This wine is 100% chenin blanc grown on Rocket’s Vineyard. Rocket was Rob’s dad’s nickname when he played cricket for Australia and the vineyard is named after him.
The fruit was organically farmed and harvested by hand over a two-day period. The grapes were whole bunch pressed (ie. not destemmed) and the juice was simply run into a combination of stainless-steel tank and seasoned French oak barriques and fermented using indigenous yeasts. The wine was then left on its yeast lees (dead yeast cells that fall to the bottom) in the same fermentation vessels, for about 6 months, before being bottled. Sounds so simple. But as always, it’s only the experts who make crafting such good wine sound so easy. I spoke with Rob a few days ago and he described it as a“high solids, natural ferment” from which he was looking for “a delicate, classically structured wine.” After the wine was bottled, it was left to rest for almost a year. It’s 12.5% alcohol, sealed with a screwcap and comes in a nice heavy bottle.
The cool label was designed by Emma Mann, Rob’s sister and graphic designer. From a distance it resembles a Marri blossom (Corymbia Calophylla), but if you look carefully, the 365 stamens of the flower are actually a graph of temperature and rainfall for the vintage year, with the harvest dates in red. Très clever.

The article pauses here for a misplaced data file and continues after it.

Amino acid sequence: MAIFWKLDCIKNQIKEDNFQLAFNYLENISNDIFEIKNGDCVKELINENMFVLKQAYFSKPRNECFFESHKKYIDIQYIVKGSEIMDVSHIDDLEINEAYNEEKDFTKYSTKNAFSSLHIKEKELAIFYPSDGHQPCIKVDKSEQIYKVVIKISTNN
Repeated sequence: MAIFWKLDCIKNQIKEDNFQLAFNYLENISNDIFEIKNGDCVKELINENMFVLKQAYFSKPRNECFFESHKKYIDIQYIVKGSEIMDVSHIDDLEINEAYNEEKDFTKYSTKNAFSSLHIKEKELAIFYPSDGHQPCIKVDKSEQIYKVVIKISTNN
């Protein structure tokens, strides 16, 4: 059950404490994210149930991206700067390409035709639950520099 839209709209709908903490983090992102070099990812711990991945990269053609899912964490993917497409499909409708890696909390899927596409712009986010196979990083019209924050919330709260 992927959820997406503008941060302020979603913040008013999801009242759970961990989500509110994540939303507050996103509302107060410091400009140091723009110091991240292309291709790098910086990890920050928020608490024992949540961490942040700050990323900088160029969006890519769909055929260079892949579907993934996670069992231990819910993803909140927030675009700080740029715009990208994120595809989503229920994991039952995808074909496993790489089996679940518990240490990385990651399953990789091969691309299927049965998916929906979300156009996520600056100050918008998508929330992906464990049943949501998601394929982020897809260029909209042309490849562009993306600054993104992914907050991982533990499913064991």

Rob told me that 2020 was hottest vintage in over 20 years. In such conditions you’d expect super-ripe fruit to totally overide acidity, yet the wine retains incredible energy and freshness. It’s a testament to Rob’s farming techniques and provides optimism for the continued growing of grapes in warmer regions like the Swan Valley.
As for the wine itself, I love it. In the glass it’s a clear, light yellow gold. On the nose you’ll find white peach, lemon blossom, honeydew and subtle toasty oak notes. On the palate, lemon, white pepper and gooseberry meld with a chic mineraliness and super crisp, clean acid. Vibrant and refreshing - its mouthwatering, briny, saline character gives great structure and makes it just so drinkable.
“The wine smells of Rocket’s Vineyard Chenin; lemon pith, nashi pear and fresh blackcurrants with a lick of flint. The palate is lively with a briny spine, great clarity and stacks of flavour. It’s so salivating, it’s the perfect drink for every occasion.” Rob and Gen Mann
“It's gently spiced with pepper and cinnamon quills. It's floral with some fresh herbs, poached apple, bees wax and refreshing lemon barley water flavours. The palate is altogether racier, almost riesling-like acidity keeping this long and pure with the right amount of phenolics adding that extra layer." 95 points, Jane Faulkner, Halliday Wine Companion.
“Preserved lemon, lemon barley, pear and spice. Tight, juicy, pear skin and lemon peel, bright acidity, powdery with a talc-like perfume, saline and fresh, with a dusty chalky finish of fine length. Hot climate wine, from a hot vintage, laying it on cool. Excellent. So excellent. This is a banger.” 93+ Gary Walsh, The Wine Front.
For those of you busting to get out for a nosh up, you’ll find it at Matt Moran’s Chiswick in Woollahra for $17 a glass.
I can offer it for $29.50 a bottle.